Do you need a visa to travel to the countries on your bucket list? What vaccinations are required and/or recommended? If something occurs while you're traveling, how can friends and family connect with you?
While brainstorming the places you'd like to include on your bucket list and designing itineraries full of beautiful hotels and exhilarating adventures contribute to the fun and excitement of travel, making sure you're prepared prior to your departure and ensuring your safety during your travels are key elements that shouldn't be overlooked.
To learn about entry requirements (is a visa required? Do I need to obtain a visa before leaving the United States?) of a country along with the safety and security of the areas you intend to visit, travel.state.gov is my go-to resource . When deciding where to travel, it is always recommended to look up your destination of choice on this website prior to confirming your travel plans. While this information used to be a bit confusing, the U.S. State Department has recently updated their advisory system along with the formatting of the website. They’ve now transitioned to a simpler, tiered system for their travel advisories to relay important information on travel destinations as it applies to U.S. Citizens.
Previously, the State Department issued Travel Alerts (indicating short term risk from isolated incidents) and Travel Warnings (to advise of ongoing political issues or conflicts). Many travelers were often confused about the difference between the alerts and the warnings. It was sometimes difficult to understand if the government was simply sharing information that was good for travelers to know or if they were advising against travel to a certain area.
The new four-tiered system that was launched this year aims to eliminate this confusion. Each level will indicate a level of situational awareness necessary in each destination, based on political, military, socio-economic, and terror-related assessments.
Level One: safe countries where normal awareness of one’s surroundings is reiterated.
Level Two: asks travelers to exercise increased caution when traveling.
Level Three: advises US Citizens to reconsider travel to the destination.
Level Four: advises US Citizens not to travel to the destination.
It is important to note that a Level Four warning does not mean U.S. citizens cannot travel to a destination; it is just strongly advised against due to crime, armed conflict or terrorism.
After considering the safety and security of a specific destination, the CDC website should be your next stop to see if any vaccinations are required or recommended for your trip. Many vaccinations require multiple doses or need to be administered weeks before your departure, so this should not be left to the last minute. This website is also a good resource for the most up-to-date Zika Information. You can learn about Zika and the risks associated with this disease, and you can also look into more detailed information about the specific country to where you plan to travel. There is also a specific page with information regarding Zika risks and pregnancy.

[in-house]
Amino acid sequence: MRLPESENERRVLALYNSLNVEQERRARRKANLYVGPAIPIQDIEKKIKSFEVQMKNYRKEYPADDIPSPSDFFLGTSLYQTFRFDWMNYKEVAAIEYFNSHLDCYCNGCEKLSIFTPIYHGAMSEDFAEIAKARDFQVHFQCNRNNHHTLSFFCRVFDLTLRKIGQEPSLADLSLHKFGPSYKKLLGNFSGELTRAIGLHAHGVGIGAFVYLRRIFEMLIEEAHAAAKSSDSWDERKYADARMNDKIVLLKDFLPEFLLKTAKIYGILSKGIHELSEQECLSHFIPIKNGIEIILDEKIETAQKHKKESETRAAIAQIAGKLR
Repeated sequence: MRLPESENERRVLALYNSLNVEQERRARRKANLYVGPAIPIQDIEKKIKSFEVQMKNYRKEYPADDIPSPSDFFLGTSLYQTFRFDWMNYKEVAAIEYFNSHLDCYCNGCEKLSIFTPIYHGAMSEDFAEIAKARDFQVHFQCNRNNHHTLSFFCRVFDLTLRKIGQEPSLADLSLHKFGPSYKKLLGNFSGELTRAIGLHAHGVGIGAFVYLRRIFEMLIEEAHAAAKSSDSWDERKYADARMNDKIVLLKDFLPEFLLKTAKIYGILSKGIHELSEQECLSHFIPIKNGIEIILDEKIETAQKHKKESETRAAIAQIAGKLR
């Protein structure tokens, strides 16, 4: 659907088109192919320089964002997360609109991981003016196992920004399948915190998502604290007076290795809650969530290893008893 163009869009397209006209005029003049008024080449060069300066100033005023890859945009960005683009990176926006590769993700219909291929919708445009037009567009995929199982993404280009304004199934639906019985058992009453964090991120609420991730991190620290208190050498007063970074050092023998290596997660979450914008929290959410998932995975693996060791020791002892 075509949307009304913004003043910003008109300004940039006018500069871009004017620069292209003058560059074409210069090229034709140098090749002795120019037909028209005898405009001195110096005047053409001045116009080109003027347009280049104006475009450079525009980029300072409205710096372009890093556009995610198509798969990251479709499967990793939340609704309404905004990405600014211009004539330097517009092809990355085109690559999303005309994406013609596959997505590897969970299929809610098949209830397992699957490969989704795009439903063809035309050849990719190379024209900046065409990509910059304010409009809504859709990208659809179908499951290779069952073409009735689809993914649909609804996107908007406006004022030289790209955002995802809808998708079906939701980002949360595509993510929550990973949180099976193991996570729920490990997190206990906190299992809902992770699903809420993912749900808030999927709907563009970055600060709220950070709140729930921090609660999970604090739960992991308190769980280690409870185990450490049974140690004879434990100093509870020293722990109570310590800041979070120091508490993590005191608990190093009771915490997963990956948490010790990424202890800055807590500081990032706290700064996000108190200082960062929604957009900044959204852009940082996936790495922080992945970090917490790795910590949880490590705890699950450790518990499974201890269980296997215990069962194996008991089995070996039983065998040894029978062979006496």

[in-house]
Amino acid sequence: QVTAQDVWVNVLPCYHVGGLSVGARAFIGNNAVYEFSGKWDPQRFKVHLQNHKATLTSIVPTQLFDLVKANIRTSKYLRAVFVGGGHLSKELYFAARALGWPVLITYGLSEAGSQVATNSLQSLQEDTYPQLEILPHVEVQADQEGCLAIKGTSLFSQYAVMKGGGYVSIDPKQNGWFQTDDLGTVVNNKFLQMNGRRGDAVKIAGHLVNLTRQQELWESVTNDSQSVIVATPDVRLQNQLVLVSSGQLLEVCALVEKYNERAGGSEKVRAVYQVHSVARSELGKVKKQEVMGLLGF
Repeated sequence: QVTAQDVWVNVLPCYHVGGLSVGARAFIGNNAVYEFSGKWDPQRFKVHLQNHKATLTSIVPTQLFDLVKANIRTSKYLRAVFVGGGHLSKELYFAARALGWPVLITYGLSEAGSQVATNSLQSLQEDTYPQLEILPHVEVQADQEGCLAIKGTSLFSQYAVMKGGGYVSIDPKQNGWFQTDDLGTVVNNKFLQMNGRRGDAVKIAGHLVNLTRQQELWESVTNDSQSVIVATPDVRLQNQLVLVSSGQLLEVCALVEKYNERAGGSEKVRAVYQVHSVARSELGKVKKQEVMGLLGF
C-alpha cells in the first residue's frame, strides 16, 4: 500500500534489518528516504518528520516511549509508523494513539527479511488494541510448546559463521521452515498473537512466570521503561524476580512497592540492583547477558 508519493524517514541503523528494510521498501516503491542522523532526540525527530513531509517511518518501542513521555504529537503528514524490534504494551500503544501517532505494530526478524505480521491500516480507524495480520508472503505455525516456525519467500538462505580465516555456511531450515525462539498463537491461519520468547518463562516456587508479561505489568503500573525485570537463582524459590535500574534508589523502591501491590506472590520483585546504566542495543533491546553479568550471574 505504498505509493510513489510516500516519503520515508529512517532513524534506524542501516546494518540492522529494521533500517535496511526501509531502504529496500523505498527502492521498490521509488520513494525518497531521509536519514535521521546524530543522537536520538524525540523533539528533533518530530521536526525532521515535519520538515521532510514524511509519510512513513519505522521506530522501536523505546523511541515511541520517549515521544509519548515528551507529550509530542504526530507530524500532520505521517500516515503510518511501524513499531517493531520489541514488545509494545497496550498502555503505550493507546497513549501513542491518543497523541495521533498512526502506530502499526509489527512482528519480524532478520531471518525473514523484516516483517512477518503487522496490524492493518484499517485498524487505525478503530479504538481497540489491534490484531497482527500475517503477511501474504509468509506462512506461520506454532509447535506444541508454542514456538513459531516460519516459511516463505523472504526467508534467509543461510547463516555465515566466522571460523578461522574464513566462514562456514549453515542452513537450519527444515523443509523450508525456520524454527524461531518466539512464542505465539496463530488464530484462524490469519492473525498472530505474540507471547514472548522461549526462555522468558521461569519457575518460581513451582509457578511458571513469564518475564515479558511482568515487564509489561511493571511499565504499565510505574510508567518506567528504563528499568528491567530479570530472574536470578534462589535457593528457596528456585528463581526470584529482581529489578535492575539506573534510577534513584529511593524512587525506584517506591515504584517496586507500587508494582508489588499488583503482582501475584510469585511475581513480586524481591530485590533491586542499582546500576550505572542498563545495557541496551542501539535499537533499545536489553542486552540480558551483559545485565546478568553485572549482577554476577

Once you have confirmed your trip, I highly recommend enrolling in The Smart Traveler Enrollment Program (STEP) so that you’ll remain informed about any changes that may occur in your destination from the time you book your trip to the time return home. This is a free service which enables U.S. citizens and nationals traveling abroad to enroll their trip with the nearest U.S. Embassy or Consulate. This means that you’ll receive important information about your destination from the embassy or consulate prior to and during your travels. It will also help the U.S. Embassy contact you in an emergency (natural disaster, civil unrest, family emergency, etc). Once you’ve enrolled, you can simply update your account with each future trip.
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Whitney’s love of experiential travel began when she studied abroad in New Zealand. Upon returning home, this seemingly small decision led her on an unpredictable path to do everything in her power to continue exploring the world. Within one year, she headed to Africa for one month to visit a friend who was volunteering with animals in need of rehabilitation support, and upon graduating only 6 months later, she moved to France for no other reason than the study the language and experience the culture firsthand. Fast forward 8 years, 2 languages, and 20 countries later, Whitney has successfully combined her passion for foreign languages and experiential travel with her professional experiences and launched Undiscovered Sunsets, a bespoke, experiential travel agency.